College campuses may not be the bastions of progressive thought they’re often made out to be.
The University of Minnesota’s faculty senate overwhelmingly voted Thursday to approve President Robert Bruininks’ budget-cutting plan that calls for a 1.5 percent pay cut for most University employees.
At the same time, those senate members rejected a “social justice” pay cut proposal that would have asked the president to come up with a plan that would have had highly paid University employees take larger hits, while low-paid workers would have had to take no cuts at all.
Proponents of the “sliding scale” approach used as a model the University’s approach to a fiscal crisis at the height of the Great Depression. In 1932, the University cut the pay of those making more than $3,600 by 20 percent, sliding down to no cuts for workers making less than $1,200.
The debate over the issue was long, passionate and filled with some parliamentary pratfalls. (Ah yes, even the best and the brightest can get all knotted up on parliamentary procedure.)
Under the proposal offered by an organization of professors called Faculty for the Renewal of Public Education, those making less than $50,000, the median salary at the school, would not take a cut.
Solid support for Bruininks’ plan
But in the end, the vote was 130-26 in favor of the Bruininks plan, which the financially beleaguered University says will save about $18 million at a time when it is trying to solve a $132 million budget shortfall, largely because of lagging support from the state and a $36 million unallotment by Gov. Tim Pawlenty.
The rest of the savings is coming through a variety of moves, including layoffs and delays of capital projects. The 1.5 percent cuts to many of the union and civil service employees at the school comes in the form of three-day furloughs. Professors, meanwhile, will see their paychecks cut by 1.5 percent. A handful of top University administrators are taking 2.3 percent cuts.
Bruininks, who spoke first, said he opposed the sliding-scale approach, fearing that it would invite other universities to “cherry pick” some of the school’s top professors and researchers.
His approach, he said, “asks all of you to make a modest sacrifice.”
But the argument that seemed to carry the day was the “narrative” (that was a favorite word of the professors) they feared the public and the Legislature would hear if they rejected the Bruininks plan.
“I can tell you there’s a narrative we will not like if we do not support this resolution,” said Michael Osterholm, from the university’s department of epidemiology. He said that the public and state legislators would perceive a “no” vote on the Bruininks plan as professors refusing to take a small cut in hard times.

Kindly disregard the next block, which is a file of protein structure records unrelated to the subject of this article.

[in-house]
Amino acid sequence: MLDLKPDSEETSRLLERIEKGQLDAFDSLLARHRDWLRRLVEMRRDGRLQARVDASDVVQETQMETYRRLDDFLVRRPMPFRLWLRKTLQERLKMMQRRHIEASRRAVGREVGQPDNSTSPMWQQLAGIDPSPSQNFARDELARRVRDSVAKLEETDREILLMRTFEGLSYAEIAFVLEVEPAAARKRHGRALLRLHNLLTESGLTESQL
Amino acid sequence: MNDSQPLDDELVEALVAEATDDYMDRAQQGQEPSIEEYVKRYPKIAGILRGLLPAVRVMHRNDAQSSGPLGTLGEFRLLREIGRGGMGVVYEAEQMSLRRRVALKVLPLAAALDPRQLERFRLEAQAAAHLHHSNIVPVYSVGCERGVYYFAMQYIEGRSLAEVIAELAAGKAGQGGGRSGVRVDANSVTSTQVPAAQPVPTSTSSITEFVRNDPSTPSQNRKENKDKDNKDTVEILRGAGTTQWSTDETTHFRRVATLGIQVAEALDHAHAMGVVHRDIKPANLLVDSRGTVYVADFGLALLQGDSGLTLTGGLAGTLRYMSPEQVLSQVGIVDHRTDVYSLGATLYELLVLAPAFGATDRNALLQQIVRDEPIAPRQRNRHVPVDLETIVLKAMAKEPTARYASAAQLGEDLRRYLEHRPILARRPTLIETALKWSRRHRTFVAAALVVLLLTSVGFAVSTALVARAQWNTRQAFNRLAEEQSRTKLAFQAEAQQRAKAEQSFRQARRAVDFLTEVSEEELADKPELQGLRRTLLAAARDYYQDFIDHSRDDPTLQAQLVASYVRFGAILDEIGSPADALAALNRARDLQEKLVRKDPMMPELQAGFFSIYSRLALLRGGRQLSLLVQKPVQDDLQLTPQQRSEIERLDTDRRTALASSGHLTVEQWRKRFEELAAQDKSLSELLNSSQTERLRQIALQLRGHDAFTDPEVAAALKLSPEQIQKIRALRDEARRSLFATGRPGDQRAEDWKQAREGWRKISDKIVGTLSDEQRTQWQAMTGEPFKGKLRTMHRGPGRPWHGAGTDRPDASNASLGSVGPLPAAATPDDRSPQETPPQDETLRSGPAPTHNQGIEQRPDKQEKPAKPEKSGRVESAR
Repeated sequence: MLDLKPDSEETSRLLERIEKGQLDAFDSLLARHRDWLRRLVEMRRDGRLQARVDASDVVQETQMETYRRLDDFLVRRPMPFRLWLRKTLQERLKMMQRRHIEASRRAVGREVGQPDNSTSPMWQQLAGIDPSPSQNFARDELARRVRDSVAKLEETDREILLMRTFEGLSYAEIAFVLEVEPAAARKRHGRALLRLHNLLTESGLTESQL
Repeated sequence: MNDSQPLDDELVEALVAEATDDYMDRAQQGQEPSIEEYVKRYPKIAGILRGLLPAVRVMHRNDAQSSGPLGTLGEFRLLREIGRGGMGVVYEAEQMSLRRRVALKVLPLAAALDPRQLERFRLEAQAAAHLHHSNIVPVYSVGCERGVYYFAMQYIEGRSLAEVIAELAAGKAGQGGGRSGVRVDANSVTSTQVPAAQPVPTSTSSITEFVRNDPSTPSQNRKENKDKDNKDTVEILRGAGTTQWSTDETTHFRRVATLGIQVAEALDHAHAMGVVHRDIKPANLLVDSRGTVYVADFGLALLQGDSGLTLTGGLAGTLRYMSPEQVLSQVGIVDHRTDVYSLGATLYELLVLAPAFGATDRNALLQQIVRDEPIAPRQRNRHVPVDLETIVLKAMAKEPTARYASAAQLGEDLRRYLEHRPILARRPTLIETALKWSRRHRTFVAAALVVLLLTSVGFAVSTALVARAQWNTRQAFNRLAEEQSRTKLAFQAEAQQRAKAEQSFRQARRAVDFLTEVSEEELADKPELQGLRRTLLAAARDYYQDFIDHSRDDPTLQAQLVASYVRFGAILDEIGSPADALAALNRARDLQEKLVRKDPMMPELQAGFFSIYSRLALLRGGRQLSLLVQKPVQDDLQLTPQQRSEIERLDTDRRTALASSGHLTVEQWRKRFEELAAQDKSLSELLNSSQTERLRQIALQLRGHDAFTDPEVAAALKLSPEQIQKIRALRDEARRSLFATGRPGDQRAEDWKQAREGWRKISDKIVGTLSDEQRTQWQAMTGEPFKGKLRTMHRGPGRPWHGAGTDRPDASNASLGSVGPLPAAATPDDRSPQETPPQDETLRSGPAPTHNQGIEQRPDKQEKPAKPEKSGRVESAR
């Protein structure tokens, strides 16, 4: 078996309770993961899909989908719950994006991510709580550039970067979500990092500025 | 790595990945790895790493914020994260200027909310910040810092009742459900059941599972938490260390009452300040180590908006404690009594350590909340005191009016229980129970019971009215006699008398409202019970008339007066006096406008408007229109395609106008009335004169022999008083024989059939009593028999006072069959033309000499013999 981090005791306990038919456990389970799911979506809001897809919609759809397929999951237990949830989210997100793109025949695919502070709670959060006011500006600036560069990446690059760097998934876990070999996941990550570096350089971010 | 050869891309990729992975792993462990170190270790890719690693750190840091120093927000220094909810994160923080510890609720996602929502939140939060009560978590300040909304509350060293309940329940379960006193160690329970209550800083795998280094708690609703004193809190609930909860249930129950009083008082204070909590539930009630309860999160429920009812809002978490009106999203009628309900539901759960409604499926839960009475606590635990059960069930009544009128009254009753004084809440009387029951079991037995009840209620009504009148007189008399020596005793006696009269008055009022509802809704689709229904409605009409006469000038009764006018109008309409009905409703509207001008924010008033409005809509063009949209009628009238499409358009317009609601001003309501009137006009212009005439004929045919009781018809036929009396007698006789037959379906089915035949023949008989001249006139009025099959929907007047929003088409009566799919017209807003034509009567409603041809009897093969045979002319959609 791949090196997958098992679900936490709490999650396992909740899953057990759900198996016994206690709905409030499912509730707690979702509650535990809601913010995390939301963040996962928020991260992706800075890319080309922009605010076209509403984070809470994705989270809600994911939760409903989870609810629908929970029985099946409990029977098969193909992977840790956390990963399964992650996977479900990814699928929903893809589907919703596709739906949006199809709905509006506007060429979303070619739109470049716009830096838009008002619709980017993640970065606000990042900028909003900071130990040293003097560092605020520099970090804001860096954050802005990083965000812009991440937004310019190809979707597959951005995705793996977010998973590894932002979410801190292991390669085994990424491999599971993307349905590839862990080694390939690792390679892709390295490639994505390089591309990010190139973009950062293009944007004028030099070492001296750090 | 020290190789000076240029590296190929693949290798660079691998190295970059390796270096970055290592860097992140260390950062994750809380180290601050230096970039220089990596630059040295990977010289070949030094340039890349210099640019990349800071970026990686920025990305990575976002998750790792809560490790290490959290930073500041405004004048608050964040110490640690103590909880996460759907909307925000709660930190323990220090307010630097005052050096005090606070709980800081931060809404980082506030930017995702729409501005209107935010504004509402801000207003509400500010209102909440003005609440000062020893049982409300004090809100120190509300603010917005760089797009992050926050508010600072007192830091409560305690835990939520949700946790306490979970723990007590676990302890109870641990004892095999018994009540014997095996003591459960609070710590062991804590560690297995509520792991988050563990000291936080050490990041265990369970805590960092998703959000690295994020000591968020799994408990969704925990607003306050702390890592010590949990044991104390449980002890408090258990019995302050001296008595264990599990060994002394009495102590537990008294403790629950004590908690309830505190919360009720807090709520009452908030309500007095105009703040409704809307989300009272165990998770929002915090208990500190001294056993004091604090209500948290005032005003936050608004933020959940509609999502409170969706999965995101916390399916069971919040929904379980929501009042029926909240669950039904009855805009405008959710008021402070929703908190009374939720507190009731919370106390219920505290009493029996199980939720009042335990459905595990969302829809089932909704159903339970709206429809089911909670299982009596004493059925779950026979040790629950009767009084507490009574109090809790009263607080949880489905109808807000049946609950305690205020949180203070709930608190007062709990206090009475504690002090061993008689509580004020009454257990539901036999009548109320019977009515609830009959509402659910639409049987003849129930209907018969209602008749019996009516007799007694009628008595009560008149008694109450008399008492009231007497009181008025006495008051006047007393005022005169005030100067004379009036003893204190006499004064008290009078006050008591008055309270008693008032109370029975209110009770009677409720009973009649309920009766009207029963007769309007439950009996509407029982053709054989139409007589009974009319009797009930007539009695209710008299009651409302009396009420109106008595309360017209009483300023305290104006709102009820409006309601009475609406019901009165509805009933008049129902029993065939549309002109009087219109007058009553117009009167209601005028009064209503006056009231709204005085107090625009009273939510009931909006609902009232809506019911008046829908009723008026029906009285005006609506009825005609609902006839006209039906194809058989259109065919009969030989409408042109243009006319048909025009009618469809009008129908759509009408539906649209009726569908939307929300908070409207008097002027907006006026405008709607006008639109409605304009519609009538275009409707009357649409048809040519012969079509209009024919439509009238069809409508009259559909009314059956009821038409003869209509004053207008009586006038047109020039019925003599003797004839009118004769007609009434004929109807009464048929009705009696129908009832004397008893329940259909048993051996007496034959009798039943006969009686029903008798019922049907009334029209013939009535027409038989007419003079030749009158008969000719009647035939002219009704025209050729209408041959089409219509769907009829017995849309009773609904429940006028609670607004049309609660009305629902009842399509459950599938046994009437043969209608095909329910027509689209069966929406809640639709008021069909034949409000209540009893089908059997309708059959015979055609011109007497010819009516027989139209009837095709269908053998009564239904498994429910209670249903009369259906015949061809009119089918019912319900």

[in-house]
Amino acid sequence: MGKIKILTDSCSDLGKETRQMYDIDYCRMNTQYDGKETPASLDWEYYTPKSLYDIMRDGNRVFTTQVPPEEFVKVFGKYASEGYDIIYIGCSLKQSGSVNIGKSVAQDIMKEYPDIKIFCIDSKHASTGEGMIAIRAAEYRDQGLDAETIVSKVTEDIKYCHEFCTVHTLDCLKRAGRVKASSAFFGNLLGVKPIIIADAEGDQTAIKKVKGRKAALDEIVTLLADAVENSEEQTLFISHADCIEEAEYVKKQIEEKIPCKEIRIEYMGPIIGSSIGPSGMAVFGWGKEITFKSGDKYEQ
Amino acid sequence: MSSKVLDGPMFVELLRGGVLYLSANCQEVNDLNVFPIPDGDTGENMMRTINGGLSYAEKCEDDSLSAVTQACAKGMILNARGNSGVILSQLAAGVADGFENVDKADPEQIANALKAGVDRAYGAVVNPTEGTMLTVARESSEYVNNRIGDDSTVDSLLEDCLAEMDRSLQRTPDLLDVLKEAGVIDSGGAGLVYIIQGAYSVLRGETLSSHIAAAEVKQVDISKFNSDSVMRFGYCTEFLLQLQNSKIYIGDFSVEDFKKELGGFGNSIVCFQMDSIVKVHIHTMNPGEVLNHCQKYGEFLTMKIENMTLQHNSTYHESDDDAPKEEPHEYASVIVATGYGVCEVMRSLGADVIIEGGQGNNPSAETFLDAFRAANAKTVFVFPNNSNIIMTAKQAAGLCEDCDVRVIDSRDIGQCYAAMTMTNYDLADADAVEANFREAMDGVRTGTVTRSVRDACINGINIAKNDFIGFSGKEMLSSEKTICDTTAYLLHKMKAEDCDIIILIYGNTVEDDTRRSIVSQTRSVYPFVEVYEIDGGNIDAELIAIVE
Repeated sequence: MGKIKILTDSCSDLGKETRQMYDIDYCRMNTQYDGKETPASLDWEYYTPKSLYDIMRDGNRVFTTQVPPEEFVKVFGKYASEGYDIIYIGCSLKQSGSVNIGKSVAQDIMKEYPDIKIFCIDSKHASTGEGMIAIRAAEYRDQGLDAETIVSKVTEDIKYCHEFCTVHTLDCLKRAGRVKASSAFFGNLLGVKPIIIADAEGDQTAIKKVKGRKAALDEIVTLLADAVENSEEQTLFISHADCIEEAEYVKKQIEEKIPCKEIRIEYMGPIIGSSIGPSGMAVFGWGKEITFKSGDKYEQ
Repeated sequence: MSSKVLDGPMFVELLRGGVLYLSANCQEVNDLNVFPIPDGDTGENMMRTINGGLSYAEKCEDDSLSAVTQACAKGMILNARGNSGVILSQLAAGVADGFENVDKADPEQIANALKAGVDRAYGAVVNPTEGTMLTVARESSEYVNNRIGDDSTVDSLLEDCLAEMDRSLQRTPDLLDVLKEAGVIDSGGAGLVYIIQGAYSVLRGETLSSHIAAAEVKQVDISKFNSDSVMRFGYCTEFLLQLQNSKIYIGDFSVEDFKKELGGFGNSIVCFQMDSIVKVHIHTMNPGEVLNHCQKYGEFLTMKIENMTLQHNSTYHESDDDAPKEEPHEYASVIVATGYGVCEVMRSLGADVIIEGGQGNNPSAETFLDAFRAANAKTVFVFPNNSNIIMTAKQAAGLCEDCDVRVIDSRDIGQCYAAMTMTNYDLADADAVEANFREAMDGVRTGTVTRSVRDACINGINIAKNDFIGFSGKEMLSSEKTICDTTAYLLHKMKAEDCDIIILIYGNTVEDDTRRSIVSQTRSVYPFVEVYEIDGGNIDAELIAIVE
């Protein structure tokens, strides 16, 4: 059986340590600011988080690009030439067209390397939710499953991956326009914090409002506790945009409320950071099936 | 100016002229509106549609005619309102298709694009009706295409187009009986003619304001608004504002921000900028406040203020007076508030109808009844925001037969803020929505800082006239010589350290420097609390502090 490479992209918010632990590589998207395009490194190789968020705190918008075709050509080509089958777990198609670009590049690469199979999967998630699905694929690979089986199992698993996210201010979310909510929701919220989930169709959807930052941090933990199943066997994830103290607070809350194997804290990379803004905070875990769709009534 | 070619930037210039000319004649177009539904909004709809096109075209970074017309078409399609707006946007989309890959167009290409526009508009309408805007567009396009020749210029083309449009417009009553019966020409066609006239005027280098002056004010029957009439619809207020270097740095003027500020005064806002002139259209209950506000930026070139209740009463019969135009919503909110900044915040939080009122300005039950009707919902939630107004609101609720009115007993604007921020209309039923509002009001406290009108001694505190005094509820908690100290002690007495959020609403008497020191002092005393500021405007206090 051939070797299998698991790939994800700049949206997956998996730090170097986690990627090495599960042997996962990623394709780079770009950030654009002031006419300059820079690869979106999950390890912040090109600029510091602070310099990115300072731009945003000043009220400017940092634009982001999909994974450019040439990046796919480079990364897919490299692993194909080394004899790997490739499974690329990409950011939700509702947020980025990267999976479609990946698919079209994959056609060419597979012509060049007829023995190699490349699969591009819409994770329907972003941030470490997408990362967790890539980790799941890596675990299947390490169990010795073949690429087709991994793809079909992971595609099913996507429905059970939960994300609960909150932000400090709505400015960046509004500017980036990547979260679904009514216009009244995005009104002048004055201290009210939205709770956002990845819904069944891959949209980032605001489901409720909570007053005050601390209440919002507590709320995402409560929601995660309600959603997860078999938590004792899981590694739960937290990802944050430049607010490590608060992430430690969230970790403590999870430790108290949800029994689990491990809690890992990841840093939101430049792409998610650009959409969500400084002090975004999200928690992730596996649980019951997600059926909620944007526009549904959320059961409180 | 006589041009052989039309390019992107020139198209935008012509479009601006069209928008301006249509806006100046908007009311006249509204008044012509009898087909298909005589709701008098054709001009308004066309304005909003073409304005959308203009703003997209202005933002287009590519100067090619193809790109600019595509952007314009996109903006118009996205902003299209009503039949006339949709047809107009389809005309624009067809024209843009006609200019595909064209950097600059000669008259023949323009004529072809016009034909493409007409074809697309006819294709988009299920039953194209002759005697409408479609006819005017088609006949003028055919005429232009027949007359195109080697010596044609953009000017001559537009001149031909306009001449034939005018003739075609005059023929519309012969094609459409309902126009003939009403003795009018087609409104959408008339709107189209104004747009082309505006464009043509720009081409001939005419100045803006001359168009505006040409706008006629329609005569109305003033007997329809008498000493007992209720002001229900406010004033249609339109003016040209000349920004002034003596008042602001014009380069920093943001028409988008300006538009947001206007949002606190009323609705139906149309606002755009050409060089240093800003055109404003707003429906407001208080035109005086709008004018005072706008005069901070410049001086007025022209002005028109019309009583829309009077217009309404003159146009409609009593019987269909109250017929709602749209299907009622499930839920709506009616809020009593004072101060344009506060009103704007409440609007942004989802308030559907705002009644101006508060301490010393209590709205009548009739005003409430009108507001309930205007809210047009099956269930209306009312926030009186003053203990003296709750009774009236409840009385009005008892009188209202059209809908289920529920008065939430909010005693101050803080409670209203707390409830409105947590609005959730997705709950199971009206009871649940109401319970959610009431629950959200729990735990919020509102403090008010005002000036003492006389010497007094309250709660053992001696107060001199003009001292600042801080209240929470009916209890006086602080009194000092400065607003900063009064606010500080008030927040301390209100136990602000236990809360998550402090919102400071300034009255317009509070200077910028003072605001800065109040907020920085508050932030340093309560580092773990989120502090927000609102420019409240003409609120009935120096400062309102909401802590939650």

Mary Jo Kane, a professor in the school of kinesiology, was even more insistent that the profs support the president’s plan.
“I’m baffled there’s any discussion,” she said, adding that tenured profs should be “grateful” for what they have.
“We are the most blessed people on the face of the earth,” she said. “We are some of the most privileged people. We work at an institution that will never close or never move. … We’re lucky that’s all (the 1.5 percent cut) we’re being asked.”
Dissident views, too
The professor renewal group painted a vastly different picture. Though the faculty senate can vote only on issues directly affecting the faculty, proponents of the sliding-scale plan said all University employees should be considered in the vote. They said by rejecting the president’s proposal and adopting the sliding-scale plan, the University could come up with a fairer approach to cuts.
At a news conference held before the faculty senate convened, the renewal professors invited members of AFScME to speak to the fairness issue.
One of those speakers was Kim Hayden, a 37-year-old executive administrative office specialist, who celebrates her third anniversary on the job today.
“It will also be my last day on the job,” said Hayden, who has been laid off from her $28,000 position.
Among her job duties in the physiology department, Hayden said, was handling the expense statements of some of the top administrators and faculty in the department. There were times, she said, when the expense-account dinners that she processed “were more than I was paid in a week.”
The renewal profs said those sorts of stories led them to believe that the University needs to be audited in a “transparent” way to show just how money is being spent.
Their resolution, calling for just such an audit, was tabled after considerable parliamentary confusion.
At times, the senate debate was passionate. As it became clear that the sliding-scale approach was not gaining traction among the faculty senators, Karen-Sue Taussig, an associate professor in the college of liberal arts, went to a microphone and said, “Do what’s right for the community. It’s shocking people are not standing up for the lowest-paid workers.”
There were expressions of empathy, but not votes.
Even though the Bruininks plan, which had the support of the Faculty Consultative Committee, ultimately passed easily, the president didn’t get out of the senate meeting unbloodied.
Joseph Konstan, a computer science professor, said he would support the president’s pay-cut plan. Then, added a big BUT.
“I’m mad at the governor, and I’m mad at the leadership of this University,” Konstan said.
In the midst of budget shortfalls, there is “no compelling plan” to deal with financial problems that are expected to only get worse, at least in the next few years.
“Mr. President step up, or step aside,” Konstan said.
Many of the profs applauded.
Doug Grow writes about public affairs, state politics and other topics. He can be reached at dgrow [at] minnpost [dot] com.